but often overlooked operational limitation of back-tests3: the change of constitution of financial
indices are not recorded in most standard professional databases, such as Bloomberg, Reuters,
Datastream or Yahoo! Finance. As the standard goal for investment managers is at least to
emulate or better to beat some index of reference, back-tests on comparative investments should
use a defined set of assets on which to invest, which is defined at the beginning of the period.
However, because the list of constituents of the indices is unexpectedly challenging to retrieve4,
it is common practice to use the set of assets constituting the benchmarks of reference at the
present time, rather than at the beginning of the period. Then, necessarily, the kind of look-ahead
bias that we report here will automatically pollute the conclusions, with sometimes dramatic
consequences, as illustrated in Figure 1. We refer to this as the “look-ahead benchmark bias.”
A part of the over-performance of the ex-post portfolio over the S&P500 index can be at-
tributed to the fact that the former is equally-weighted while the later is value-weighted. But
this does not explain away the look-ahead effect as shown by the large difference between the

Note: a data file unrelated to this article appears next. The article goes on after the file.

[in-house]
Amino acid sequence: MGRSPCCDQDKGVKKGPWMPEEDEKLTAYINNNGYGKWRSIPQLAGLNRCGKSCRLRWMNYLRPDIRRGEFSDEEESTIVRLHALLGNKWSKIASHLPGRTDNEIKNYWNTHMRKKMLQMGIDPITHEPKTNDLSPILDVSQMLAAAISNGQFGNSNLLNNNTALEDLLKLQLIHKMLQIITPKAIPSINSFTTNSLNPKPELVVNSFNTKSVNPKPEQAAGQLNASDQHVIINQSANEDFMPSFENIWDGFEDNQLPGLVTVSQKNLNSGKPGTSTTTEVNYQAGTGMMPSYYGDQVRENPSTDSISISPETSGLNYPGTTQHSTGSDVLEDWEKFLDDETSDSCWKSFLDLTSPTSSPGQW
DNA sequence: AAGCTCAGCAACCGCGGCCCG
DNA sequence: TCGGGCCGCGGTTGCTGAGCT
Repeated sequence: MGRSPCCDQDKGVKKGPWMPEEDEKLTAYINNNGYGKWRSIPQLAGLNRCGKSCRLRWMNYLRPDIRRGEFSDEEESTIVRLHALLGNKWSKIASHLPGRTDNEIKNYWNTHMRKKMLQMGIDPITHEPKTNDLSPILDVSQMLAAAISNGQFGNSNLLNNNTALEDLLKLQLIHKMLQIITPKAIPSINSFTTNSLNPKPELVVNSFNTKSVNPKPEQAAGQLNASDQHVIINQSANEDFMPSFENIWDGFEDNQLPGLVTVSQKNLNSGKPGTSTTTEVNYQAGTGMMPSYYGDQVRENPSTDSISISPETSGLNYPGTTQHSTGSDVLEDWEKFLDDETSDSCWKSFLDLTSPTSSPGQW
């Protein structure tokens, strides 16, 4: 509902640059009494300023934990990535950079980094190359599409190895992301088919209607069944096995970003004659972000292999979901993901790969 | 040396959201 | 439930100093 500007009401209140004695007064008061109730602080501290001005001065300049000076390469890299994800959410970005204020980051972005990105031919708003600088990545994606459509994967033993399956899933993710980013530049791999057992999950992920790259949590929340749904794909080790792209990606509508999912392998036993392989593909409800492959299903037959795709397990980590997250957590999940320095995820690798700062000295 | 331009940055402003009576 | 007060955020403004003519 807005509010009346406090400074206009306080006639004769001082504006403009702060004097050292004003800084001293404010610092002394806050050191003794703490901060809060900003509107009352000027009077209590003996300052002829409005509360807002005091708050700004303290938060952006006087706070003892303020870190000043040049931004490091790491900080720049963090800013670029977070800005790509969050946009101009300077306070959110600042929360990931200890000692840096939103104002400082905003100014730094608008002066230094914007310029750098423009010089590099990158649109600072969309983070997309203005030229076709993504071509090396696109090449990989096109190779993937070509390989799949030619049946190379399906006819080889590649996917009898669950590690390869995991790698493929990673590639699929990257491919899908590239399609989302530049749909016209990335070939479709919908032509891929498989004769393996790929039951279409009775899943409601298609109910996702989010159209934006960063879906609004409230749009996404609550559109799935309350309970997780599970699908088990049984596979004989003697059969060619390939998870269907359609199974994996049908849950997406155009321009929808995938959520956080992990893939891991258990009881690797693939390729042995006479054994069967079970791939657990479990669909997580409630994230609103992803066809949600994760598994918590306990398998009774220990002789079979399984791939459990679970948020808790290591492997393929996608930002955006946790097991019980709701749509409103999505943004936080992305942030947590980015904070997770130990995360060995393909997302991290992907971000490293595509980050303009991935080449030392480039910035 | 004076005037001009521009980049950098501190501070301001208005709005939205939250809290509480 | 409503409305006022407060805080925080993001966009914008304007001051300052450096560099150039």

equally-weighted ex-post and ex-ante portfolios. For instance, consider the DJIA. While the
mean return of the price-weighted DJIA index from January 2001 to September 2007 was on
slightly below (3.2% p.a) that of the price-weighted ex-post portfolio (3.8% p.a.), the difference
is much larger for the period from February 1973 to September 2007: 5.7% p.a. versus 7.8% p.a.
2The look-ahead benchmark bias documented here is related to the work of Cai and Houge (2007) who study
how additions and deletions affect benchmark performance. Studying changes to the small-cap Russell 2000 index
from 1979-2004, Cai and Houge (2007) find that a buy-and-hold portfolio significantly outperforms the annually
rebalanced index by an average of 2.2% over one year and by 17.3% over five years. These excess returns result
from strong positive momentum of index deletions and poor long-run returns of new issue additions.
3Since the benchmark is observed continuously, real-time assessment of performance does not of course suffer
from this problem. We only refer to back-testing which uses a recorded time series of the benchmark and present
knowledge of its constituents.
4Standard & Poor’s themselves provide the list of constituents of the S&P500 index only since January 2000,
while scripting Reuters, Bloomberg and Datastream returned only incomplete results. In fact, it appears that both
the CRSP and Compustat databases are necessary to retrieve the list of constituents of the S&P500 index at any
given point in time, and these databases are usually not accessible to practitioners.